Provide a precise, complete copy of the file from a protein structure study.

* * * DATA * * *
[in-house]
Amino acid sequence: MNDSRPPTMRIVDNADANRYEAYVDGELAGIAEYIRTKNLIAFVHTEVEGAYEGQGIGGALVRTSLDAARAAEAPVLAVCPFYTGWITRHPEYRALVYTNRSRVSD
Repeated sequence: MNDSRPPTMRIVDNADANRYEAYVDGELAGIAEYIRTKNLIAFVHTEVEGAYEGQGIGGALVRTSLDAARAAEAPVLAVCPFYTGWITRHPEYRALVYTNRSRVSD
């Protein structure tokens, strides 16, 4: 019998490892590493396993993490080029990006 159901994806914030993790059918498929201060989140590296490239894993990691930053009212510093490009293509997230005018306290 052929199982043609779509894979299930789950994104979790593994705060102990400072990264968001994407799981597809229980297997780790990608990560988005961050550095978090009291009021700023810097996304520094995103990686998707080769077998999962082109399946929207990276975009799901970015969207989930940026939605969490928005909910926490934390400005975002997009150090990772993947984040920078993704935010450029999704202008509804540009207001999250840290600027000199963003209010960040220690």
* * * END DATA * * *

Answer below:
[in-house]
Amino acid sequence: MNDSRPPTMRIVDNADANRYEAYVDGELAGIAEYIRTKNLIAFVHTEVEGAYEGQGIGGALVRTSLDAARAAEAPVLAVCPFYTGWITRHPEYRALVYTNRSRVSD
Repeated sequence: MNDSRPPTMRIVDNADANRYEAYVDGELAGIAEYIRTKNLIAFVHTEVEGAYEGQGIGGALVRTSLDAARAAEAPVLAVCPFYTGWITRHPEYRALVYTNRSRVSD
């Protein structure tokens, strides 16, 4: 019998490892590493396993993490080029990006 159901994806914030993790059918498929201060989140590296490239894993990691930053009212510093490009293509997230005018306290 052929199982043609779509894979299930789950994104979790593994705060102990400072990264968001994407799981597809229980297997780790990608990560988005961050550095978090009291009021700023810097996304520094995103990686998707080769077998999962082109399946929207990276975009799901970015969207989930940026939605969490928005909910926490934390400005975002997009150090990772993947984040920078993704935010450029999704202008509804540009207001999250840290600027000199963003209010960040220690």